How to burglar proof your home
Having your home broken into can be traumatic and expensive and it’s a widespread crime in Australia. Australian Bureau of Statistics (ABS) figures show that during 2013/14, 228,900 homes (2.6% of all households) experienced at least one break in.
The Australian Institute of Criminology also reports that burglary in Australia is estimated to be higher than the international average and that 36% of Australians believed that it was likely their house would be burgled in the forthcoming year. So how can you make sure it doesn’t happen to you?
A great deal of property theft is opportunistic – thieves taking advantage of the fact your home is easily entered or obviously empty. So here are 7 practical steps you can take to make it harder to be broken into.
1. Secure your home
It sounds obvious, but make sure your home is secured when you go out or go to bed. Always lock windows and doors. Fitting keyed locks to all your windows and double-keyed deadlocks on doors means thieves can only leave the same way they got in, making it harder for them to steal big items like TV’s and music systems.
Installing bolts on sliding doors and getting a good quality lockable screen adds a further barrier of protection. Even if you are at home in the day be aware that it only takes seconds for someone to walk in and take something, while you are in another part of the property.
True story: Kate’s laptop was taken from her inner city’s home study, while she popped to the kitchen to make a cup of tea.
“I had metal bars on the window, which faced the main street, so I thought it was safe, but the thief put their hand through the bars and just lifted the laptop through the space – I couldn’t believe it could happen so quickly. The police explained to me that thieves are always looking for an opportunity.”
2. Don’t leave keys outside
While most of us know not to leave a key outside, we often still do! Thieves know all the hiding spots - under the mat, on a window ledge, under plant pots, in the letterbox or meter box – so don’t take the risk, even just as a one off.
If you want to have a spare key available in case of emergencies leave a key with a neighbour or friend. It’s also a good idea not to give out keys to workmen or tradespeople. Keys are easily copied.
Fast Fact: Data from the ABS - In 10% of Australian break-ins in 2013/14 the burglar was confronted by the householder and the property was damaged in almost half (48%) of incidents.
3. Install an alarm
Security alarms are proven to be the most effective way to deter thieves, and the most effective alarms are ones that can be seen from the street. Buy one from a reputable company. Burglars can easily get past cheap or dummy ones.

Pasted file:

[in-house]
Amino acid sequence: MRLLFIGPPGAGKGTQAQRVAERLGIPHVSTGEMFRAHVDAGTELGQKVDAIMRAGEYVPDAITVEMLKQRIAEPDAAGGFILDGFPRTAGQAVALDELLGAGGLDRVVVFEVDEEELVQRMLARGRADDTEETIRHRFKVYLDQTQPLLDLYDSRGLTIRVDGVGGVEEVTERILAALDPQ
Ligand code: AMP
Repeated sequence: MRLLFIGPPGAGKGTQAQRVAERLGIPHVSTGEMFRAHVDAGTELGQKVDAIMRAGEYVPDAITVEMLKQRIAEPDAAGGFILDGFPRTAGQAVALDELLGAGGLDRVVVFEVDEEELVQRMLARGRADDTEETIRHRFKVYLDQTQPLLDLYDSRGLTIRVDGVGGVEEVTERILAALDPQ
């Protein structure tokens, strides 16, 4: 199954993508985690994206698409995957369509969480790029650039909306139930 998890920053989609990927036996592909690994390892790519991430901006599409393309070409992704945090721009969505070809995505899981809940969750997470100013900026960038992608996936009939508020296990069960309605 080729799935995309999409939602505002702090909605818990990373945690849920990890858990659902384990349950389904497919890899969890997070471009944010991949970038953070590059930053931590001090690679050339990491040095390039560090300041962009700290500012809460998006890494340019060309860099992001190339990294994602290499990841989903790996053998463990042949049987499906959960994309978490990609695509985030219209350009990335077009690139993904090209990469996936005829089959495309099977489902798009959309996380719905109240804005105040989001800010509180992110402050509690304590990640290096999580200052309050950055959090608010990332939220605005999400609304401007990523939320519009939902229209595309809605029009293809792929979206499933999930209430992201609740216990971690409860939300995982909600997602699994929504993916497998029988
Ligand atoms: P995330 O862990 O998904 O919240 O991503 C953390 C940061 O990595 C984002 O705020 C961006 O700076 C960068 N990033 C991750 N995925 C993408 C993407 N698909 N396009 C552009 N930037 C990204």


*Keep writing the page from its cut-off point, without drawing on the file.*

4. Lock back and side gates
Back and side entrances allow out of sight access to your home making it a dream run for thieves to break and enter away prying eyes so make sure they are locked too.
True story: At 2.30am on a warm summer night, Colin woke to a man climbing in through his ground level bedroom window, which opened onto a narrow lane way up the side of his semi. “I was gobsmacked. When I challenged him he said he had thought it was his house! After that I had window locks installed.”
5. Lock garden sheds and garages
Sheds are full of tools and things that thieves can use to break into your home so make sure you lock them as well as doors between the house and garage. Don’t leave valuables like bikes, kayaks, and lawnmowers outside even while you’re at home – thieves will take them too.
6. Install movement-activated sensor lights
Trim trees and plants that are close to windows and doors as they provide cover for thieves. Sensor lights will help to deter thieves.
7. Don’t advertise that you’re away
Being away makes your property more vulnerable to theft. Try and keep your home looking as lived in as possible. Get a neighbour to collect mail so that it’s not obvious you are away. Be careful not to advertise on Facebook or other social media that you leaving on a trip. Same goes for advertising expensive items on sites like Gumtree.
Prevention is key in securing your property against theft, but it’s also good to be prepared if the worst does happen. Keep a list of valuable items so you can easily identify what’s been stolen and back up computer files on a hard drive and keep it secure.
Finally make sure your home contents insurance policy is up to date and that it covers you for everything you would like to be replaced if it got stolen or damaged.
- Visit the Australian Bureau of Statistics (ABS) website for 2013/14 figures on Break-in and attempted break-in.
- Download Burglary: prevalence in Australia and overseas - 2008, The Australian Institute of Criminology.
Disclaimer: To see if SGIO Home Contents Insurance is right for you, always read the Product Disclosure Statement from the product issuer, Insurance Australia Limited trading as SGIO Insurance.